Normal blogging should be resumed tomorrow.
Today, as yesterday, because of lack of time to actually write a blog, here is a copied-and-pasted extract from my e-diary – another fleeting slice of ordinary, normally un-recorded life, this time from exactly 15 years ago.
THURSDAY 23rd MARCH 2000 – PARIS
I phoned my mother in the UK. Yesterday, she had the injection which was supposed to kill off the nerve. It was VERY painful and had no effect except to give her even more pain for a while. The pain has not stopped at all. She said she would not go back to the doctor, presumably because of the pain of the injections.
I got an email from someone working at the Bloomberg TV station in London. It said: Being here’s one of the weirdest experiences you can ever have in a TV career. I mean, where else can you be part of a real American cult in action?
He gave no explanation.
Another e-mail arrived from a female friend in London:
Well, egg retrieval was bloody painful, really astonishingly so (apparently I have ‘bouncy’ ovaries and it took quite a bit of stabbing to get follicles out! One ovary had hidden behind the other!) but other than being very period-pain-y afterwards, I felt OK. Great after an afternoon nap – got up & exercised. Do hope I can keep this strength and positivity during chemo.
FRIDAY 24th MARCH – PARIS
While visiting Père Lachaise cemetery, someone (French) blithely walked up to a sad old lady watering flowers at the front of her husband’s grave and asked where Apollinaire’s grave was. The old woman sadly shook her head and, with Bambi eyes, said she didn’t know. The death date on her husband’s grave was 1984, so she had been mourning him for 16 years.
Jim Morrison’s grave had lots of cigarette butts on it (oddly all filter-tipped) and, standing atop it, an empty bottle of Jack Daniels whisky and some folded papers: presumably poems left by a fan.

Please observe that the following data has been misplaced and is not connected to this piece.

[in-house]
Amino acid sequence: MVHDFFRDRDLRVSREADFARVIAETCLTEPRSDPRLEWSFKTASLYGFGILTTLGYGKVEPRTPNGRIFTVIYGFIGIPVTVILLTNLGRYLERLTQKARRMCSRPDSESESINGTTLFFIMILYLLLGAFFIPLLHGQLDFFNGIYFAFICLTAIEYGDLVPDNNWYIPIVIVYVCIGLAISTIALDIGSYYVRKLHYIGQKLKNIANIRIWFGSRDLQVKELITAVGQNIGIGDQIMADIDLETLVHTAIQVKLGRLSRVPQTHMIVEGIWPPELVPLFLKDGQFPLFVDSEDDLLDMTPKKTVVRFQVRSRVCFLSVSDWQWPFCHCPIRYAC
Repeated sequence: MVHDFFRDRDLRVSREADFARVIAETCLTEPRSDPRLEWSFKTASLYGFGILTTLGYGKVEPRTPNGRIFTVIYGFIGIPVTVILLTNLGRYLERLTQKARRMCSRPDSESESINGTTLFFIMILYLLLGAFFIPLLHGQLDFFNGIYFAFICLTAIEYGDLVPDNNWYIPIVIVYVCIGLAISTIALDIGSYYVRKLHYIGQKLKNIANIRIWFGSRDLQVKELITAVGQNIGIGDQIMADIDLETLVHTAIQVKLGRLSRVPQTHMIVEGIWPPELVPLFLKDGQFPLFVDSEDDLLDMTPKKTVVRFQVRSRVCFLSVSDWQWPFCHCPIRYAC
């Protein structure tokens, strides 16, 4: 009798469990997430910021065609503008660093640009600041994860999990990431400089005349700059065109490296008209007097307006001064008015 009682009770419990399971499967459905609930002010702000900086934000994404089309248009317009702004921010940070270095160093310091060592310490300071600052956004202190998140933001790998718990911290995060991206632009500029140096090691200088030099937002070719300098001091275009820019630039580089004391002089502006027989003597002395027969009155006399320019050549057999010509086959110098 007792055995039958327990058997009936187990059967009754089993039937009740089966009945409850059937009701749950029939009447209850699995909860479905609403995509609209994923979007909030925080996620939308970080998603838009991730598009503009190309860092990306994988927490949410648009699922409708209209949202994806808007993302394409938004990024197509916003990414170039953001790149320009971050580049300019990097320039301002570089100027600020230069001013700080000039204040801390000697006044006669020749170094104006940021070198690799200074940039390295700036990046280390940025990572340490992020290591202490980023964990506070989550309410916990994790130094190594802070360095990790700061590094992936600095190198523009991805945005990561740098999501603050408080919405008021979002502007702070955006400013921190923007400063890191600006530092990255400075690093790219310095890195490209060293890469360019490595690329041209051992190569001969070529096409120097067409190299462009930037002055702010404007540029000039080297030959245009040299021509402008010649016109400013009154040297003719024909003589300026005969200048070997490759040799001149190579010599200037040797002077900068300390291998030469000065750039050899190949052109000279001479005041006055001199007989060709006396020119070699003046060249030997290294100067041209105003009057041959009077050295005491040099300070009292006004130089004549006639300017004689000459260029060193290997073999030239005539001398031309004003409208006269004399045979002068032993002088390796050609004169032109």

The most popular grave – awash with new flowers – was a 19th century spiritualist’s. One mother and teenage daughter came along; the mother touched the side of the grave with both hands then turned and clasped her daughter’s head in the hands, presumably transferring the power or spirituality of the dead man.
On the back of the grave was a notice in French saying this sort of thing was specifically discouraged because, throughout his life, the man had fought against superstition and believed in reincarnation and the transient nature of death.
So It Goes.
As the Tralfamadorians say.
Today is the last day to vote for the UK’s Funniest Blog – This blog has, I think slightly oddly, been shortlisted.
I like to think it is maybe in some Funny Peculiar category rather than a Funny Haha one.
I got an e-mail this morning from a company called Fast Locksmith in Vancouver. They attached an infographic on “the most famous burglars & thieves in history”. They thought “some of (my) website’s visitors might find it an interesting read.”
I can only assume their search engine found the words CRIME, VANCOUVER tagged to my site quite often. The infographic does not display properly. It is probably spam.
I await my nomination for Canada’s Best Crime Blog.